It sounds cliche, but too many to count. BodyHype initiations and tech week will always hold a special place in my heart, as will the final Triangle show during Reunions. Nights at Tower with the Old Gang and playing croquet on the Tower lawn after turning in my thesis are also great memories. 

The memories I enjoy most are from freshman year, meeting new people and running around campus not knowing what we were getting ourselves into. Those memories were a lot like life when I first moved to Chicago with two of my best friends from Princeton, Zach Zimmerman and Halcyon Person. We had this whole big city in front of us and didn't know what to expect. It was like freshman year all over again... just without the free food and booze. 

What have you been up to in the five years (!) since graduation? What are you currently doing? What has your path been like since college? What's next?

After graduation I moved to Chicago where I completed a two-year Project 55 Fellowship at Center on Halsted, Chicago's LGBT community center, where I served as the organization's Director of Special Events & Volunteers. 

In 2012 I enrolled in graduate school at the University of Illinois-Chicago to study urban and regional planning. I graduated in 2014 with my Masters in Urban Planning & Policy with a focus on economic development and real estate finance. 

I now work in multifamily real estate in Chicago and serve as both a Senior Consultant with AMG Real Estate Advisors and the Director of Operations & Business Development for our brokerage, Luxury Living Chicago Realty. We provide consultative services for multifamily developers in Chicago including floor plan review, pro-forma analysis, and market reporting, and leasing.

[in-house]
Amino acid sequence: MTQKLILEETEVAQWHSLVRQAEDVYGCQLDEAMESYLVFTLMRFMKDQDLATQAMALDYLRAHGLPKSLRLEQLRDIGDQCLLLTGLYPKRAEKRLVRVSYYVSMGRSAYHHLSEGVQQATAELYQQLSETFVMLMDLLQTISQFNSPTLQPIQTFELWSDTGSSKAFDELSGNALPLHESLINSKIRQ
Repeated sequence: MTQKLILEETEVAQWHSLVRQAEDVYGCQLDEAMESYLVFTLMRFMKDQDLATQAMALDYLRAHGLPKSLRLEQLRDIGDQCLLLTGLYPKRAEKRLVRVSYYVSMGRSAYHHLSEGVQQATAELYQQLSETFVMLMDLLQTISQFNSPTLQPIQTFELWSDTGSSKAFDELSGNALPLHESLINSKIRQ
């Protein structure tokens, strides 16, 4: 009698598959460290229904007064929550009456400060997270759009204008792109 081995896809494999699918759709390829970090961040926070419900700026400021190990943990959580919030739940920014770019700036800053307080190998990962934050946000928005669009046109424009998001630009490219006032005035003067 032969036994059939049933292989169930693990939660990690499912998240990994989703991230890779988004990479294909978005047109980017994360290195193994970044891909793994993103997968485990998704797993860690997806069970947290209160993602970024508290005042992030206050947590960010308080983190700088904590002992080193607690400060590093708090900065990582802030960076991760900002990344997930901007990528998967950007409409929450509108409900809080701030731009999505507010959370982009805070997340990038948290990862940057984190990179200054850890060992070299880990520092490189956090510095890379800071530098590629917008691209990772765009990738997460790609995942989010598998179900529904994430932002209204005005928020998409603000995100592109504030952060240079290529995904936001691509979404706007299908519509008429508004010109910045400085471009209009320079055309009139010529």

Basically I get to help developers plan their residential high-rises in downtown Chicago! 

Time will tell what's next for me. I'm very lucky to have a great group of Princeton friends in Chicago, a very supportive partner in my boyfriend, Paul, and a job that allows me to continually get involved in new projects.

What about your life now would your sophomore-year self be most surprised by?

Surprised isn't the right word... but my sophomore-year self would probably be disappointed that my pop music career never took off as planned.

Other than that, sophomore year Jacob would be surprised that life after college moves even faster than our time spent on campus. 

In the 5 years since we graduated I have worked 4 jobs, appeared on a reality TV show, got a dog, got rid of said dog, lived with my best friends, lived with my boyfriend, saw both of my siblings get married, earned a Masters degree, welcomed my first niece, and bought a condo in Chicago.

Cramming all of that into 5 years makes me feel like college life was actually pretty slow and reminds me to appreciate the day-to-day a bit more. 

What's a lesson/belief/idea/skill you've learned since graduating?

My mantra has always been that "everything happens for a reason" and since graduation that motto has become even more true. 

In 2005, I wasn't sure where I wanted to go to college and what passions I wanted to pursue, so I took a year off and ended up with the Class of 2010 instead of the Class of 2009. I attribute a lot of things in my life to that one decision, none of which I could have predicted at the time. 

I left my post-college fellowship without another job lined up and briefly worked as a temp for my current company, not knowing all of the opportunities that would open up for me down the road. I wavered on going to graduate school and turned down all of my offers, not knowing that doing so would prompt an even better offer from a great program that kept me in Chicago. 

Most of all, there are some truly amazing people who came into my life both in and after college who remain with me today and I still believe there is a reason we met and became friends. 

Anything else you want the class to know? 

I really enjoyed serving as the Reunions Co-Chair for our Class. I think Brendan would agree that it was difficult at times to work a 50 or 60 hour week and have to fit in Reunions planning late at night or in the middle of a work day, but it was all worth it in the end. Serving as Reunions Co-Chairs was a great opportunity to stay engaged with our classmates as well as the on-campus team who make Reunions happen. 

I hope that everyone had a great time on campus and visiting with friends during our 5th. And I'm sorry I didn't get to talk to more of you!